Edward Miller is an Associate Professor of History at Dartmouth College in Hanover, New Hampshire. He is a specialist in the history of the Vietnam War and in the international history of the Cold War. He speaks and reads Vietnamese and visits Vietnam frequently, and his research is based on extensive work in Vietnamese, American, and European archives.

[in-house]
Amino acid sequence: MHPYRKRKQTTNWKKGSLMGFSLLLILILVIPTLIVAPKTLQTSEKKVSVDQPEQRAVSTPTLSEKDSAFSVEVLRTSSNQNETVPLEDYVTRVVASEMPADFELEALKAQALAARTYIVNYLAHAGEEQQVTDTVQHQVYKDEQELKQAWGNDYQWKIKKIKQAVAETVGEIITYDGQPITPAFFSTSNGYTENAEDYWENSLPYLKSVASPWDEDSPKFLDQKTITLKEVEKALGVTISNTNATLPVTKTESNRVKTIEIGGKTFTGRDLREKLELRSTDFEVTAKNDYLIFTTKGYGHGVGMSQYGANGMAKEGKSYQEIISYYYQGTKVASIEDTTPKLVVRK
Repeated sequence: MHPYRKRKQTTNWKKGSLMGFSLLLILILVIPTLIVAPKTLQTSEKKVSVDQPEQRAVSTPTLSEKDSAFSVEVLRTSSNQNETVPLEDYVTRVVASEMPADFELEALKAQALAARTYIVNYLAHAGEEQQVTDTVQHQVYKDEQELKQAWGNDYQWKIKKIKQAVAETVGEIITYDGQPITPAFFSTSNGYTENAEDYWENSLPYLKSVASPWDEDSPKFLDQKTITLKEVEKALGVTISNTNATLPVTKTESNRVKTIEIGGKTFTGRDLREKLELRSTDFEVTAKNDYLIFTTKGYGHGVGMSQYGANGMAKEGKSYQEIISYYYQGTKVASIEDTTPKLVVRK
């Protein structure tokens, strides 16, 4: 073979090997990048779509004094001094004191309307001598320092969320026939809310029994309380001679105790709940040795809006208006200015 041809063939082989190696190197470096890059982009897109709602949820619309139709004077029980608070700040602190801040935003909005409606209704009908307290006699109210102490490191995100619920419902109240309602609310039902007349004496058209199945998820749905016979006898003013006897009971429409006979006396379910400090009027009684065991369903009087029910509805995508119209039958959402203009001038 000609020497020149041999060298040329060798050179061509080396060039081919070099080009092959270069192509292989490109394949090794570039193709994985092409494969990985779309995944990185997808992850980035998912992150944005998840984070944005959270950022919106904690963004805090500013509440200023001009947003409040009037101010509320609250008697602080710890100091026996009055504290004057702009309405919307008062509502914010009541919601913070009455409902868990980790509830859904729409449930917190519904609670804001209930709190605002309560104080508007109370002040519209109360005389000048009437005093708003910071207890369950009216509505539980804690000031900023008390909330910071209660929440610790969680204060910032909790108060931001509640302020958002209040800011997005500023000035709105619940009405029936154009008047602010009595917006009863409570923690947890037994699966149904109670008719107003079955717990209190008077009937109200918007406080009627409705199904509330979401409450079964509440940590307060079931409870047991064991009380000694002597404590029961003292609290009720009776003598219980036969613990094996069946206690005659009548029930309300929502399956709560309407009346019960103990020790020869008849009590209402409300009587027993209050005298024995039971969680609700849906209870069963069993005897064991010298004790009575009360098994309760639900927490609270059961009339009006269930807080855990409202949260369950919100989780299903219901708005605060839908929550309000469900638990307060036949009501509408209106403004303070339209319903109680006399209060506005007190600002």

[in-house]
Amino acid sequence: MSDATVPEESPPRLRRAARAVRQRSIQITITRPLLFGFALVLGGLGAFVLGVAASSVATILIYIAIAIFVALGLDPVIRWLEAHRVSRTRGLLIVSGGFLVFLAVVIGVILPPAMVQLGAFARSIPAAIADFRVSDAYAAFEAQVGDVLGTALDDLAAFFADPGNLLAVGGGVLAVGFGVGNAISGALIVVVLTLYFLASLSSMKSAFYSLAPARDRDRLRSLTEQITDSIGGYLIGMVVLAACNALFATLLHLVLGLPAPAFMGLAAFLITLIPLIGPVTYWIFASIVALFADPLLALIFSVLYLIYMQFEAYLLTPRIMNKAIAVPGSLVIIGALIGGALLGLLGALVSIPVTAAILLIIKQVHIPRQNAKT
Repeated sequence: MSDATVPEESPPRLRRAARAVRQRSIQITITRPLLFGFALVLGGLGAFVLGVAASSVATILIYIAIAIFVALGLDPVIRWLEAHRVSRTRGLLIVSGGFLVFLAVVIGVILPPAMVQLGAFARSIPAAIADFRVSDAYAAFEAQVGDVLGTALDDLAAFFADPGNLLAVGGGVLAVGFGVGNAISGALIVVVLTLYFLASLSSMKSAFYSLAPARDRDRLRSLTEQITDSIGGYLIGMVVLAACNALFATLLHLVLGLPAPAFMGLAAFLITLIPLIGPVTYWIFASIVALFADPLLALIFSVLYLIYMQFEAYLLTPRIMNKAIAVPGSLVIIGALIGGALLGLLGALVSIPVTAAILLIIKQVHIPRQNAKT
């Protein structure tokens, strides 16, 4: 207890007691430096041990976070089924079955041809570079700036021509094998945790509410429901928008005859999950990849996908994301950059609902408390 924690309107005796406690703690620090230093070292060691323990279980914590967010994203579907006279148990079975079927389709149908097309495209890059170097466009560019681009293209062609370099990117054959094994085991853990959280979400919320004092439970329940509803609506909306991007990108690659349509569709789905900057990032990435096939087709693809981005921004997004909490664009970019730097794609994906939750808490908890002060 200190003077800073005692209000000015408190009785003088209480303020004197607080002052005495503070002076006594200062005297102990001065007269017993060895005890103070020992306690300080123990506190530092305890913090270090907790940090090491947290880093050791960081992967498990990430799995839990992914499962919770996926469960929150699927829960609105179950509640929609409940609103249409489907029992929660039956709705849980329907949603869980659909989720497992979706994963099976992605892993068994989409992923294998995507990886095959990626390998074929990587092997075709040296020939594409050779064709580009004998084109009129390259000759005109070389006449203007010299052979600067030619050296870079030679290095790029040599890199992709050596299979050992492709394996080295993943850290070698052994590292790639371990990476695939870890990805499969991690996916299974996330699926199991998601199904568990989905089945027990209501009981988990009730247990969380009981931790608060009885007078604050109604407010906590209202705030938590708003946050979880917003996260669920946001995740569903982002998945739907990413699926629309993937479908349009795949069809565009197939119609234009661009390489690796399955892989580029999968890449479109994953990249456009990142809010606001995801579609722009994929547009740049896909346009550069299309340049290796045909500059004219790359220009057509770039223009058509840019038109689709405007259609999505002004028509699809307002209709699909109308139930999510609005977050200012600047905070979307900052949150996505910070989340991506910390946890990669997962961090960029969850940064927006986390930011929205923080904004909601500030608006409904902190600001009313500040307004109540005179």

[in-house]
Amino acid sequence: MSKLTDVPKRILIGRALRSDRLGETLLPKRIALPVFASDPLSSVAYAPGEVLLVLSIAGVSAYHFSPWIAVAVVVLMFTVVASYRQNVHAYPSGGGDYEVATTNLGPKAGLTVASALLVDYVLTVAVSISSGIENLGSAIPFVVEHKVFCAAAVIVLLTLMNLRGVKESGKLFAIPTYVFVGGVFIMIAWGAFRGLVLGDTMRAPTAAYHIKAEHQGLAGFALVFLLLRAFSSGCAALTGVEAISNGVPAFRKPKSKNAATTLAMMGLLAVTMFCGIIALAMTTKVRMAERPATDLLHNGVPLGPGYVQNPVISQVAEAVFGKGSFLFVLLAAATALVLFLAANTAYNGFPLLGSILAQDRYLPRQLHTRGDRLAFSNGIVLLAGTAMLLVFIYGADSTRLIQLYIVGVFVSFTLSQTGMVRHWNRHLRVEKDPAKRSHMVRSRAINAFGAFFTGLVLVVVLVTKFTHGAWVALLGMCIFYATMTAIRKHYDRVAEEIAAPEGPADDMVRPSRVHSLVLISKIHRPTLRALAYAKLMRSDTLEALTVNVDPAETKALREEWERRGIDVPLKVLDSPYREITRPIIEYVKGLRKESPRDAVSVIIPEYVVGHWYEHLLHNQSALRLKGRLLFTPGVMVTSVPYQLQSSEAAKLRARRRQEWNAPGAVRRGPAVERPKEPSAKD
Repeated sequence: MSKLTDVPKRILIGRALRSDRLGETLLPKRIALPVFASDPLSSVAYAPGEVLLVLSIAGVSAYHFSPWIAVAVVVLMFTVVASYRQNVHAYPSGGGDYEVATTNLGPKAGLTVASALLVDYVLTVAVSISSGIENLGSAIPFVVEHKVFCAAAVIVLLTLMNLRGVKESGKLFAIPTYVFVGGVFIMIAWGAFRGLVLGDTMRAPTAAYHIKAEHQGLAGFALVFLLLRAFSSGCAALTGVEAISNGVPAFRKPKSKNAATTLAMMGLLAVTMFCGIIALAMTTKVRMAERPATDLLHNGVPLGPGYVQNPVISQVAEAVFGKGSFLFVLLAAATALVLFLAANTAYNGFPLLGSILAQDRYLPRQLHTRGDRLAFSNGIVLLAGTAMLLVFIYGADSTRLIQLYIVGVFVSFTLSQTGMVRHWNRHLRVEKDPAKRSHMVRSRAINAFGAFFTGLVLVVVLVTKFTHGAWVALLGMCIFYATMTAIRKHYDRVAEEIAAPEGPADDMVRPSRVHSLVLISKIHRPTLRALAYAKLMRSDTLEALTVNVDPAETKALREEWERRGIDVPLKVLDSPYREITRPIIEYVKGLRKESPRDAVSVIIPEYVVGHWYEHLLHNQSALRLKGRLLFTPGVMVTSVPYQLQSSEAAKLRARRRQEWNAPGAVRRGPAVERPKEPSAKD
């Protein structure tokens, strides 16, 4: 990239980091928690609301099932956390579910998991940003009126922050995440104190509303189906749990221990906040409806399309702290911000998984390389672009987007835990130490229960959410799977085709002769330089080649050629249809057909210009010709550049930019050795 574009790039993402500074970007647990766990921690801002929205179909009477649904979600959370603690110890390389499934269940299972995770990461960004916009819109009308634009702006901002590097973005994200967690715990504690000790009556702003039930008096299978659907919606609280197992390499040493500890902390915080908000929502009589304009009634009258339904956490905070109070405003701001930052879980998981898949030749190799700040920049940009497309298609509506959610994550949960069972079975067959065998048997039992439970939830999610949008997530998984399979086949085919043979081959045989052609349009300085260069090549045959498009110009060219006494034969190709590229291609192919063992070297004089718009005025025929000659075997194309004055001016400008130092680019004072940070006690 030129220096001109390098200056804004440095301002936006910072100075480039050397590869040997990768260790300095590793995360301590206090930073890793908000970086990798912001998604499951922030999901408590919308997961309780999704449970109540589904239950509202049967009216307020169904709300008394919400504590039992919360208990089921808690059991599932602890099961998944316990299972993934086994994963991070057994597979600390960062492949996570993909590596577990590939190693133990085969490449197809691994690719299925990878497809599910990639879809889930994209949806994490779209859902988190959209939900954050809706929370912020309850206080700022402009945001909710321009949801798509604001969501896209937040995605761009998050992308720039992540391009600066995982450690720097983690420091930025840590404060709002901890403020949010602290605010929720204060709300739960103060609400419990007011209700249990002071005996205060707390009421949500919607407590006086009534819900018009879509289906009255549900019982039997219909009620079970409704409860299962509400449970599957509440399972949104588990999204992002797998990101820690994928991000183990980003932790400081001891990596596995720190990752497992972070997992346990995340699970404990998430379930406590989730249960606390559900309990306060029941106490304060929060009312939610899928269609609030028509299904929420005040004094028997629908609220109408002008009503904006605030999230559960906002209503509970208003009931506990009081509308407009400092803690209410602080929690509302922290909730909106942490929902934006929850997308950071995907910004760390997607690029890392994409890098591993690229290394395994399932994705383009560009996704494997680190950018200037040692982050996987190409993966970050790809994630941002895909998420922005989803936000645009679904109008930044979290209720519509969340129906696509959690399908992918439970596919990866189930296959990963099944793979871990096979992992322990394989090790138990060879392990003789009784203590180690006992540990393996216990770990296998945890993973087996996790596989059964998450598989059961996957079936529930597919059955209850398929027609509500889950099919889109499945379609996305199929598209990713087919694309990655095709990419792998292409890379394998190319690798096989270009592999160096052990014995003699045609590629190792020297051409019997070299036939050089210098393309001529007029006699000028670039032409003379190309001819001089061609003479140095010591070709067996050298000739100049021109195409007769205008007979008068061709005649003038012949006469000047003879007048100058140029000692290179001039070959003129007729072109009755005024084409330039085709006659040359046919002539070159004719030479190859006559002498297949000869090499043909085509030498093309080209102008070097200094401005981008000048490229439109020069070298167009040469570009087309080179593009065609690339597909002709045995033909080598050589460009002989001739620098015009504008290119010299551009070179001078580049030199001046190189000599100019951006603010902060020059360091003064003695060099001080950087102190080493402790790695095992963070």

Prof. Miller's first book, entitled MISALLIANCE: NGO DINH DIEM, THE UNITED STATES, AND THE FATE OF SOUTH VIETNAM is a reinterpretation of the rise and fall of Ngo Dinh Diem, the founding leader of South Vietnam. In MISALLIANCE, Miller rejects the conventional interpretations of Diem as an American puppet or a tradition-bound mandarin. Instead, he uses previously inaccessible sources--including documents from the South Vietnamese government archives--to show that Diem was a shrewd and ruthless operator with his own vision for Vietnam's development. He also shows how Diem's determined pursuit of his nation building agenda led to tensions with his American allies as well as growing internal resistance to his rule. In the closing chapters of MISALLIANCE, Miller presents a definitive new account of the 1963 crisis that culminated in Diem's ouster and assassination in an American-backed coup--a turn of events that changed the course of the Vietnam war.